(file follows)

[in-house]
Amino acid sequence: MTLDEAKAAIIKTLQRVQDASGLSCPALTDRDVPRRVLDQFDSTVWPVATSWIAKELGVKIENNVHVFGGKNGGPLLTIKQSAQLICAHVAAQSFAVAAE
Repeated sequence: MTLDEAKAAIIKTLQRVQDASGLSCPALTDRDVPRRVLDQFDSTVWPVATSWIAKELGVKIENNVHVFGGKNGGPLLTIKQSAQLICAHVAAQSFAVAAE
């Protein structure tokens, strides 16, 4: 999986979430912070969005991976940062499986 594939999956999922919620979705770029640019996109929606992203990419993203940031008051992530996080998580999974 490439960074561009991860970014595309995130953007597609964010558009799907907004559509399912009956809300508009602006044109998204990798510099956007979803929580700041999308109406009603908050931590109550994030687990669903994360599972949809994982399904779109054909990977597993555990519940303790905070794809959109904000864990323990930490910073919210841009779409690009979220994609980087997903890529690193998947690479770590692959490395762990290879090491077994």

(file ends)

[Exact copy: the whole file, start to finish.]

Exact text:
[in-house]
Amino acid sequence: MTLDEAKAAIIKTLQRVQDASGLSCPALTDRDVPRRVLDQFDSTVWPVATSWIAKELGVKIENNVHVFGGKNGGPLLTIKQSAQLICAHVAAQSFAVAAE
Repeated sequence: MTLDEAKAAIIKTLQRVQDASGLSCPALTDRDVPRRVLDQFDSTVWPVATSWIAKELGVKIENNVHVFGGKNGGPLLTIKQSAQLICAHVAAQSFAVAAE
């Protein structure tokens, strides 16, 4: 999986979430912070969005991976940062499986 594939999956999922919620979705770029640019996109929606992203990419993203940031008051992530996080998580999974 490439960074561009991860970014595309995130953007597609964010558009799907907004559509399912009956809300508009602006044109998204990798510099956007979803929580700041999308109406009603908050931590109550994030687990669903994360599972949809994982399904779109054909990977597993555990519940303790905070794809959109904000864990323990930490910073919210841009779409690009979220994609980087997903890529690193998947690479770590692959490395762990290879090491077994």